Mark Mills over at Real Clear Energy reports that The Oil Drum, a website devoted to the concept of ‘peak oil’ has stopped updating itself and will serve hereafter as an archive of old posts. As Mills notes:
But what peaked instead was the ability to argue that the era of oil, and hydrocarbons, was over.
Today we find the U.S. has become the world’s fastest growing oil & gas producer – on track to becoming a major energy exporter. (More on export implications here.) America is now a net exporter of refined products, gasoline and diesel, for the first time since 1949, and the world’s biggest natural gas producer. Businesses now strain against bureaucratic and political harnesses to be allowed to export natural gas. (Coal exports, by the way, have doubled.) The Energy Information Agency came out with yet another revision to world hydrocarbon resources; dramatically upwards. The International Energy Agency labels America a “new Middle East.”
The only debate now is over how fast hydrocarbon production can increase – or, for inveterate anti-hydrocarbon adherents, should be allowed to increase. Now environmentalists scramble not to promote peak theory, but to promote bans on using America’s productive shale fields lest a bevy of states look like, well, say Texas, and North Dakota with oil and gas gushing out — along with, one should note, a surplus of subsidy-free jobs and tax revenues.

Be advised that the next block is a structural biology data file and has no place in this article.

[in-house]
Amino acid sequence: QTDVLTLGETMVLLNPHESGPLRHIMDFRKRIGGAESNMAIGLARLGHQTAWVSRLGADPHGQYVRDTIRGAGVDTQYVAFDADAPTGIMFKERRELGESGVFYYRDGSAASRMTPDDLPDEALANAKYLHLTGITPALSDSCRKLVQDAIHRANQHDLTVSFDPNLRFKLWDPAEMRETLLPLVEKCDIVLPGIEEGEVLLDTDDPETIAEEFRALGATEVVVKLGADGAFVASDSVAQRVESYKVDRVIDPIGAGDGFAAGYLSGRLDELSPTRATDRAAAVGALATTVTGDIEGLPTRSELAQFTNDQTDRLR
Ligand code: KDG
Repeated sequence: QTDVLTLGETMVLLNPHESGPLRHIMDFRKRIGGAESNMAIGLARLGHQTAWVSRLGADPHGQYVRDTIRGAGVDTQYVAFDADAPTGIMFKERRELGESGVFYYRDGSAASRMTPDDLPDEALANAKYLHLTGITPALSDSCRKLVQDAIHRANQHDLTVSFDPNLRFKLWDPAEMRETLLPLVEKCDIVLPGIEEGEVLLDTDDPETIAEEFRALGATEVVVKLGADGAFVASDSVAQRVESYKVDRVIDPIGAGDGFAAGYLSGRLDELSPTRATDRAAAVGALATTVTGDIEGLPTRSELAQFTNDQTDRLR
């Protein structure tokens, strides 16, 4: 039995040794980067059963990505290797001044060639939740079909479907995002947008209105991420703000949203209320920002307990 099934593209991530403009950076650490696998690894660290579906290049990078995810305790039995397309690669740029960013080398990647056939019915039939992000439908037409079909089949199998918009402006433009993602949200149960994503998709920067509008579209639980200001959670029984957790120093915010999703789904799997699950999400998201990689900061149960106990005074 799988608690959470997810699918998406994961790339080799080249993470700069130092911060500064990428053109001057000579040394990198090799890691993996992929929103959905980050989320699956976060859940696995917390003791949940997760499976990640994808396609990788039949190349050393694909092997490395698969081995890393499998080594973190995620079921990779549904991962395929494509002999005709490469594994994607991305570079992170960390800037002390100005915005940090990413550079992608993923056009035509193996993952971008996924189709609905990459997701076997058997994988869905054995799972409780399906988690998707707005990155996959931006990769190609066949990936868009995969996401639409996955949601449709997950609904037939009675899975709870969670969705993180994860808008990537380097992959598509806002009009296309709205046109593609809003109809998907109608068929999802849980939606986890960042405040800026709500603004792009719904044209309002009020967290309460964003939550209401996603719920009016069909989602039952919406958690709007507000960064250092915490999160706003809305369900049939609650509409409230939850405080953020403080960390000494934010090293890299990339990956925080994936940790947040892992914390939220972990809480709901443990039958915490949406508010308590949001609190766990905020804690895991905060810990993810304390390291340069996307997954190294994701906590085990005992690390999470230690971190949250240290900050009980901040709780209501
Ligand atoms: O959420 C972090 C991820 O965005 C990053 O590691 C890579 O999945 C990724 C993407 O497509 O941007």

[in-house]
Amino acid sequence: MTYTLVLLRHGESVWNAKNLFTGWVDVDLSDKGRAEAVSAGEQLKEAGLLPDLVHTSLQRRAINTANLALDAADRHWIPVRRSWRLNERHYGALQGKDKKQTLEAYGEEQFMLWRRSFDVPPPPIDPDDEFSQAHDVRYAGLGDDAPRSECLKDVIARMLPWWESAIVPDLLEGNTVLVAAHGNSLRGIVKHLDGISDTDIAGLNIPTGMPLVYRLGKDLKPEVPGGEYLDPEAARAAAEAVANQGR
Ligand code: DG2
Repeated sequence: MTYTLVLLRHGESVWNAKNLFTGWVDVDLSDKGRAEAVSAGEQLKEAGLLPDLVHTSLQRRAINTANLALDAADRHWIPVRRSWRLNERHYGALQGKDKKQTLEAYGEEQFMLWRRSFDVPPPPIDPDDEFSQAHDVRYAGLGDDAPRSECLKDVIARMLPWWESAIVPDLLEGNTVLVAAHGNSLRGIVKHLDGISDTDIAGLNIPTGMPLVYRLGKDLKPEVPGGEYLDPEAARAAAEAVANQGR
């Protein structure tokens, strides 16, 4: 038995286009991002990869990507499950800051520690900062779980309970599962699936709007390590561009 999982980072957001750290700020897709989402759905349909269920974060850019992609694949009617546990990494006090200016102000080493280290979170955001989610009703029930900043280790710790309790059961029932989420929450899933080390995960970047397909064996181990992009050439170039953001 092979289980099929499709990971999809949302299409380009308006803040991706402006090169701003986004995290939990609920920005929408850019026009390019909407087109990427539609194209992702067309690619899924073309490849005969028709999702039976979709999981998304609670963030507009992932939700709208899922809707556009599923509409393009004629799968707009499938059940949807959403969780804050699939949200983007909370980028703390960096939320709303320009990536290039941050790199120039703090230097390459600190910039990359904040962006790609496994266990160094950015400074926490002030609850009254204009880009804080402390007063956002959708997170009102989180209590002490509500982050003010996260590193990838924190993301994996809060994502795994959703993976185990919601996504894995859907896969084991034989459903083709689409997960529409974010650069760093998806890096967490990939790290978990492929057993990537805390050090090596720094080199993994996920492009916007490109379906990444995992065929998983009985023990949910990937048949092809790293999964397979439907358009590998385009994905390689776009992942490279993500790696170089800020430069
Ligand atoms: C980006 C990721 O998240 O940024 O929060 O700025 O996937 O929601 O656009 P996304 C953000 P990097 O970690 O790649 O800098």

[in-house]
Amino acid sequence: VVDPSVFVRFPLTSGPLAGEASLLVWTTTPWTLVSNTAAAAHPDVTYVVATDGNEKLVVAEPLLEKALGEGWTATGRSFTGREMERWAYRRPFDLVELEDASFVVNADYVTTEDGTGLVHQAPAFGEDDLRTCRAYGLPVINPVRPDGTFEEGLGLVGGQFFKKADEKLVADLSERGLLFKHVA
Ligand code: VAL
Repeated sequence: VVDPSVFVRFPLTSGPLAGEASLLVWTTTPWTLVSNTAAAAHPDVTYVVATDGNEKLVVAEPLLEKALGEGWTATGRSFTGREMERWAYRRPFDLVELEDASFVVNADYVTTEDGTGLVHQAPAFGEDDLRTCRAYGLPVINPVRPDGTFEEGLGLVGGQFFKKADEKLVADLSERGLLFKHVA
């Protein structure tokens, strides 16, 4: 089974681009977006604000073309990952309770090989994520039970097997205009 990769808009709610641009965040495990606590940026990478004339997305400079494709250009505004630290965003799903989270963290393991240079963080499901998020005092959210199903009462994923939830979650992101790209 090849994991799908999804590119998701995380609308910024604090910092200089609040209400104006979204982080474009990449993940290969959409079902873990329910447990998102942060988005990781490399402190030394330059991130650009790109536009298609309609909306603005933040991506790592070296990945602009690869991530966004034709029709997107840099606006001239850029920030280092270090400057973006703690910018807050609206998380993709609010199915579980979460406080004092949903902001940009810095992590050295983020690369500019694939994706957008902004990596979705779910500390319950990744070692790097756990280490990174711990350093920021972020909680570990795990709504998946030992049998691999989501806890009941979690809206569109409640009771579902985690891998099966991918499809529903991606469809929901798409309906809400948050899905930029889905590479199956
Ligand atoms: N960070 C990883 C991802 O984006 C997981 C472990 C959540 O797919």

Anyone who has read Julian Simon or, for that matter, has simply followed the track record of “eco-disaster” mongering since the 1960s, is not surprised. I still have my copies of “Silent Spring”, “The Population Bomb”, “Limits to Growth”, “The Coming Dark Age”, “The End of Affluence”, “The Closing Circle” and others, all of which I bought and read back in the 60s and early 70s. They are, in a word, bunk. Their predictions have all failed repeatedly, and vastly so. I’m a big fan of a clean environment, but it’s clear after observing the “environmental movement” for more than 40 years that the agenda of most of these people is social engineering and political control, and their own lifestyles often belie their professed concerns, as Victor Davis Hanson recently noted. ..bruce..